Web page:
So on to the rules.  I want to test this in some environments other than my lab to see if this holds up. It’s quite possible that it does not and instead either generates a lot of noise or doesn’t fire in certain circumstances.  Feel free to add comments with your own result.  The rule is straight forward.

Rule 1: Monitoring the DC for Step 3 related events:

Target: Active Directory 2008 DC Computers

The rule type is NT Event.  Here’s a screenshot of the parameters:


Parameter 9 is the logon type, parameter 21 is the impersonation level, and parameter 6 is specifically ignoring these events if there’s a $ symbol in them (which is true in the case of a machine account doing impersonation).  I configure alert flood via the Source Network address (parameter 19) as well as a filter to make sure it’s not catching any local authentication. I’m not sure if that’s the right answer or not, but this should keep this to one IP address. If someone is hopping from destination to destination, this would show as multiple alerts. The flip side is that if they sit on one system and hit many, it shows only one alert. I’m not sure there’s an easy way to configure alert flood for this given that this event shows up multiple times on a DC with only one login attempt.

On the same token, we can configure something similar against the server OS to capture the events seen when an account does side to side movement in a tier. If you’re forwarding security events to an event collector, we should be able to create a similar rule there.

One observation in my lab is the domain admin logons via RDP will generate this alert, while standard users via RDP do not.  As a rule, you probably shouldn’t be using a DA account for much of anything, but this can potentially generate false positives. I’d love additional feedback on this particular rule.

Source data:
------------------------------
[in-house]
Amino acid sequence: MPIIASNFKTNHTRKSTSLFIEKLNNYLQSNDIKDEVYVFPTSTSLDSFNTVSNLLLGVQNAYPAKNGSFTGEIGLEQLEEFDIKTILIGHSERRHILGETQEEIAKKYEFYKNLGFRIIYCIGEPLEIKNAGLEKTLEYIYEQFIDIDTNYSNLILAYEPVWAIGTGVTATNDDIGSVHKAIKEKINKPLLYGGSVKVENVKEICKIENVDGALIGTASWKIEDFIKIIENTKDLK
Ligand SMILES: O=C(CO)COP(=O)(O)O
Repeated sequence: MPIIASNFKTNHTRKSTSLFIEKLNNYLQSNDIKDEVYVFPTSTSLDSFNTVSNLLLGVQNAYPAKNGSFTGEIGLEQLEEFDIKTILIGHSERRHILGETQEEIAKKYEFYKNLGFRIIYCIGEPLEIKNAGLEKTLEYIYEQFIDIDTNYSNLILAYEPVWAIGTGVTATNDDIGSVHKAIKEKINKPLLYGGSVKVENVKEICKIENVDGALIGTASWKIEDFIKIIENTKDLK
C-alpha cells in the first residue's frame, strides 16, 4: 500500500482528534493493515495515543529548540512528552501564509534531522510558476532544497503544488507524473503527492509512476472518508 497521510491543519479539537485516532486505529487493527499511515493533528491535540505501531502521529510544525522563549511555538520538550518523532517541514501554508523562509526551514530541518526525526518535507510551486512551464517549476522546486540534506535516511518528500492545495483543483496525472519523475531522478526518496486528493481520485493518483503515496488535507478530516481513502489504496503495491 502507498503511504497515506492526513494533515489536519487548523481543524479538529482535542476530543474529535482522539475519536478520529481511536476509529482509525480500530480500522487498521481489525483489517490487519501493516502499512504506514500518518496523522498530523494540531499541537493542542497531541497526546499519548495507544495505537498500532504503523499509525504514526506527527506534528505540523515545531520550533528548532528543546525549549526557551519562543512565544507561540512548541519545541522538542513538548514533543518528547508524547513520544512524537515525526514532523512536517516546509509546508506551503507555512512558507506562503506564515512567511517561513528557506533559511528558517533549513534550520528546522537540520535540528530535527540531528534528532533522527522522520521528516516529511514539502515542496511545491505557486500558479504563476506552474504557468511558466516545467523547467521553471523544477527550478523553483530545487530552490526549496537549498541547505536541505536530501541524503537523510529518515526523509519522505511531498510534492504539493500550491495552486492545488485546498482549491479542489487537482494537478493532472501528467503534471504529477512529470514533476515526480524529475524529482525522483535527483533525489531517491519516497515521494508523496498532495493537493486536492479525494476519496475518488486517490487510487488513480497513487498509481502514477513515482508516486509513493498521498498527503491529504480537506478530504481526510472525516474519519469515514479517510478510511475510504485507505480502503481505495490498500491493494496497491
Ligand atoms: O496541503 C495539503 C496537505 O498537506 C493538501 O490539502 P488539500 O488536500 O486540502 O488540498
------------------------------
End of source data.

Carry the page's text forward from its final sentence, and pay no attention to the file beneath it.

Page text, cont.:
Rule 2: Monitoring the Member Servers for Lateral Walk (step 2):

Target:  Windows Server Operating System

Like the other rule, it is an alert generating NT event rule targeting the security log.


Parameter 9 is the logon type and Parameter 21 is the impersonation code.  Parameter 19 is filtering out the local IP address.  Due to noise, I had to filter out a few additional things. I excluded anything with ANONYMOUS in it as DCs see this type of logon event for the SYSTEM account under normal conditions. I also filtered by the $ character as local machine accounts authenticate in this manner. My SQL server also lit up this one due to normal traffic, as such I created an override to turn this off for the SQL computers group that is created by the SQL management pack. You must have the SQL MP installed in order to override this. Unfortunately, this means you cannot detect this condition on a SQL server.  However, we have plenty of other events to target. I also had to disable this against domain controllers for the same reason, though this wasn’t nearly as noisy. I needed to include Kerberos as RDP sessions will generate this event under an NTLM connection. As well, I configured alert suppression for this rule via parameter 19. This event appears more than once on a targeted system.

Rule 3: Monitoring for a credential swap (step 1):

Target:  Windows Server Operating System.

As with the other rules, we are targeting the security log.


Parameter 9 is logon type.  Parameter 10 is the process name.  Parameter 11 is the authentication package.

The end result at this point in my lab is a very quiet set of targeted monitors that can detect the crumbs left behind when an attacker penetrates the environment. This test was only in my lab, so at this point, please feel free to let me know via the comments if you can replicate this or if your production environments are picking up noise that I’m not seeing in my lab. The goal is to leave a user with alerts that are actionable. I can provide the MP I’m developing (though of note I’m doing other things in here as well). If this is something you are interested in testing, please hit me up on linked in.